Photography Enters The Computer Age
Like many other things, photography has been deeply affected by computers. Photographs now can be taken by cameras that do not even use film. Instead they use electronic sensors to measure light intensities and translate them into digital code that can be read by a computer. The computer translates the digital code into a grid of points, each assigned a number that represents a color (or level of gray for black-and-white photos). The process is similar to the way in which music is translated into digital form when it is put on a compact disc.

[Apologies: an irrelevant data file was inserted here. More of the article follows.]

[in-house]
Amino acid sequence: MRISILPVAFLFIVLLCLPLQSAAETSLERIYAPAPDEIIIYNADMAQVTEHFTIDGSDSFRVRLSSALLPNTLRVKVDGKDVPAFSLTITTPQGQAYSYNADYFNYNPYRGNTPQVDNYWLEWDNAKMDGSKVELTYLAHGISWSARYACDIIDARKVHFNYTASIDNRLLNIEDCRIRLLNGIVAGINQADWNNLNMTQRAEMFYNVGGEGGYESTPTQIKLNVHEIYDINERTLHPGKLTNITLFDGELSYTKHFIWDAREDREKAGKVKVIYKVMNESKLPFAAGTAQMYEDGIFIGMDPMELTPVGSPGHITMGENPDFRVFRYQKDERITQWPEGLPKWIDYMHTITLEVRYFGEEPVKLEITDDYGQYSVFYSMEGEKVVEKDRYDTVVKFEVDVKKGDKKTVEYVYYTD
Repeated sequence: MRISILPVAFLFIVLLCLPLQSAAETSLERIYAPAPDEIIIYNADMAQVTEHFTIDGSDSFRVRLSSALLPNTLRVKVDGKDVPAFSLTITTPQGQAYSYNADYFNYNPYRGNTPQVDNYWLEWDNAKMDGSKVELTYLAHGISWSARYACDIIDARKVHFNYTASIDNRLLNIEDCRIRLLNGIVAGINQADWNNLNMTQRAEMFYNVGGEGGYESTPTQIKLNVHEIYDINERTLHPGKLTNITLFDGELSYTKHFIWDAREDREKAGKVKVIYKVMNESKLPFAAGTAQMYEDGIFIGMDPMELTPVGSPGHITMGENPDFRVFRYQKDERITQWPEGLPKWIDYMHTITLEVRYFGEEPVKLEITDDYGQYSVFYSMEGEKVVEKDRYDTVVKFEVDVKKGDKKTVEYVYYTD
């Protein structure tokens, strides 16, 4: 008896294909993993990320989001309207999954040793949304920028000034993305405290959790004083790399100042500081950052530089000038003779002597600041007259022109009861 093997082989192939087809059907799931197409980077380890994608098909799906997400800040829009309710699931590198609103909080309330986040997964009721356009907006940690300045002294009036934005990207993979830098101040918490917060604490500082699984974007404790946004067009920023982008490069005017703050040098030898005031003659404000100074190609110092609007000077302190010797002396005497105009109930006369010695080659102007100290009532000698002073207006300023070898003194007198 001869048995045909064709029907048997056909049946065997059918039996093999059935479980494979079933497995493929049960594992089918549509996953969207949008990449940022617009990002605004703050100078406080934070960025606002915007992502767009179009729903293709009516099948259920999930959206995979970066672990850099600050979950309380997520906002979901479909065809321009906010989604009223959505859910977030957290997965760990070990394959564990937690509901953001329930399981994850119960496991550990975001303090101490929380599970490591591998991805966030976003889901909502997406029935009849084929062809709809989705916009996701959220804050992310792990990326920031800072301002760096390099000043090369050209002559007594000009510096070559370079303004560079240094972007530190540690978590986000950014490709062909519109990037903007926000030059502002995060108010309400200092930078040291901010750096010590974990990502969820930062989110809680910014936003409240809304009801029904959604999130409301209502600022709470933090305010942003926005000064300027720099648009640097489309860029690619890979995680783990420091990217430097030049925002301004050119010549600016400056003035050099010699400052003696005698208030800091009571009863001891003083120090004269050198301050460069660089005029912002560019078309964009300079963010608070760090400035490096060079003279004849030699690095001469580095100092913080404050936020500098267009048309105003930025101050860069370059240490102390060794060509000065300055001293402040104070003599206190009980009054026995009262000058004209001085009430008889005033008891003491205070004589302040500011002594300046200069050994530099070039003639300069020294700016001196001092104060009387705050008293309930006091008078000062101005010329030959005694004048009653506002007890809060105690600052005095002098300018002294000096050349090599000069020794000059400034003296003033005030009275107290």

Once digitized, images can be manipulated by computers in many of the same ways they can be changed while making prints in a darkroom. But because digital images are essentially a series of numbers, they can be manipulated in other ways as well. For publishing purposes, digital images can be converted to halftones by the computer, making the process easier and faster. As a result, many newspapers, magazines and advertising firms have switched to digital photography for increasing amounts of their work.
See also Photocopying; Scanners, digital.
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Szarkowski, John. Photography Until Now. The Museum of Modern Art, New York: 1989.
Turner, Peter. History of Photography. New York: Exeter Books, 1987.
Scott M. Lewis
Science EncyclopediaScience & Philosophy: Philosophy of Mind - Early Ideas to Planck lengthPhotography - The Origins Of Photography, Early Photographic Processes, The Evolution Of Cameras, Early Uses Of Photography